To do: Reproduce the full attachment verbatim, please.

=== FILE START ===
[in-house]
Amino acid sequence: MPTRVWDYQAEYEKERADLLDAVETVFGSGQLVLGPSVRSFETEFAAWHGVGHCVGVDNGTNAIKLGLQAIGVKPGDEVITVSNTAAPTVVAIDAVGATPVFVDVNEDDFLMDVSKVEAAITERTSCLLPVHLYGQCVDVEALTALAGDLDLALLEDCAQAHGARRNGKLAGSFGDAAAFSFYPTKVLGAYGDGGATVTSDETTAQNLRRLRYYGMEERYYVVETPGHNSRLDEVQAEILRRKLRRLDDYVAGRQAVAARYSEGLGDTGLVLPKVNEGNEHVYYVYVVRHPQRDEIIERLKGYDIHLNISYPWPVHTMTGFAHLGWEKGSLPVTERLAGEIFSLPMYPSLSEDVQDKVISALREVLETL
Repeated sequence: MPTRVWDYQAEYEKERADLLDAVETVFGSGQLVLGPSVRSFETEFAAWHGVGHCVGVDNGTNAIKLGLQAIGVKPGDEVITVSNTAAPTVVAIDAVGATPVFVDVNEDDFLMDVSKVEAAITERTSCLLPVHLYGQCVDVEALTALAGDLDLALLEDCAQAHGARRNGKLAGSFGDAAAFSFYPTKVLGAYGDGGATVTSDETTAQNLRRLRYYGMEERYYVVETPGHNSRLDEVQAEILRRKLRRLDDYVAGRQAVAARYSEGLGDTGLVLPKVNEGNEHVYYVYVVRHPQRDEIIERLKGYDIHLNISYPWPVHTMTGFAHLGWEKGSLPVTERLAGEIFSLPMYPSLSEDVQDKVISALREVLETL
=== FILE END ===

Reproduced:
[in-house]
Amino acid sequence: MPTRVWDYQAEYEKERADLLDAVETVFGSGQLVLGPSVRSFETEFAAWHGVGHCVGVDNGTNAIKLGLQAIGVKPGDEVITVSNTAAPTVVAIDAVGATPVFVDVNEDDFLMDVSKVEAAITERTSCLLPVHLYGQCVDVEALTALAGDLDLALLEDCAQAHGARRNGKLAGSFGDAAAFSFYPTKVLGAYGDGGATVTSDETTAQNLRRLRYYGMEERYYVVETPGHNSRLDEVQAEILRRKLRRLDDYVAGRQAVAARYSEGLGDTGLVLPKVNEGNEHVYYVYVVRHPQRDEIIERLKGYDIHLNISYPWPVHTMTGFAHLGWEKGSLPVTERLAGEIFSLPMYPSLSEDVQDKVISALREVLETL
Repeated sequence: MPTRVWDYQAEYEKERADLLDAVETVFGSGQLVLGPSVRSFETEFAAWHGVGHCVGVDNGTNAIKLGLQAIGVKPGDEVITVSNTAAPTVVAIDAVGATPVFVDVNEDDFLMDVSKVEAAITERTSCLLPVHLYGQCVDVEALTALAGDLDLALLEDCAQAHGARRNGKLAGSFGDAAAFSFYPTKVLGAYGDGGATVTSDETTAQNLRRLRYYGMEERYYVVETPGHNSRLDEVQAEILRRKLRRLDDYVAGRQAVAARYSEGLGDTGLVLPKVNEGNEHVYYVYVVRHPQRDEIIERLKGYDIHLNISYPWPVHTMTGFAHLGWEKGSLPVTERLAGEIFSLPMYPSLSEDVQDKVISALREVLETL